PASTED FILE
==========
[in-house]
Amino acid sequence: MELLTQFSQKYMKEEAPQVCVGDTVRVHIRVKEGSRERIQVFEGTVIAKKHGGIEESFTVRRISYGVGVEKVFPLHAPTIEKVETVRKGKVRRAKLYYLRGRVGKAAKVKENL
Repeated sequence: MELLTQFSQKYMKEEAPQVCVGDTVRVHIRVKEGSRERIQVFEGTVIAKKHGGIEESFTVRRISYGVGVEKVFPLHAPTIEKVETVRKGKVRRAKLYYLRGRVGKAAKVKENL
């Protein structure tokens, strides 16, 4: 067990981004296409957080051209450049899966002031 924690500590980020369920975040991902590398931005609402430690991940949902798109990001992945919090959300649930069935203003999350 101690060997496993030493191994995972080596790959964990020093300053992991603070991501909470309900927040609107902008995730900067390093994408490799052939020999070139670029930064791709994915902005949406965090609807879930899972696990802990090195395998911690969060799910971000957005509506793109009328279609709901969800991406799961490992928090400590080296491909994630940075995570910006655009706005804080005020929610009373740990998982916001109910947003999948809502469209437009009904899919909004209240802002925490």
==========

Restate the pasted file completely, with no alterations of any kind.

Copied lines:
[in-house]
Amino acid sequence: MELLTQFSQKYMKEEAPQVCVGDTVRVHIRVKEGSRERIQVFEGTVIAKKHGGIEESFTVRRISYGVGVEKVFPLHAPTIEKVETVRKGKVRRAKLYYLRGRVGKAAKVKENL
Repeated sequence: MELLTQFSQKYMKEEAPQVCVGDTVRVHIRVKEGSRERIQVFEGTVIAKKHGGIEESFTVRRISYGVGVEKVFPLHAPTIEKVETVRKGKVRRAKLYYLRGRVGKAAKVKENL
């Protein structure tokens, strides 16, 4: 067990981004296409957080051209450049899966002031 924690500590980020369920975040991902590398931005609402430690991940949902798109990001992945919090959300649930069935203003999350 101690060997496993030493191994995972080596790959964990020093300053992991603070991501909470309900927040609107902008995730900067390093994408490799052939020999070139670029930064791709994915902005949406965090609807879930899972696990802990090195395998911690969060799910971000957005509506793109009328279609709901969800991406799961490992928090400590080296491909994630940075995570910006655009706005804080005020929610009373740990998982916001109910947003999948809502469209437009009904899919909004209240802002925490």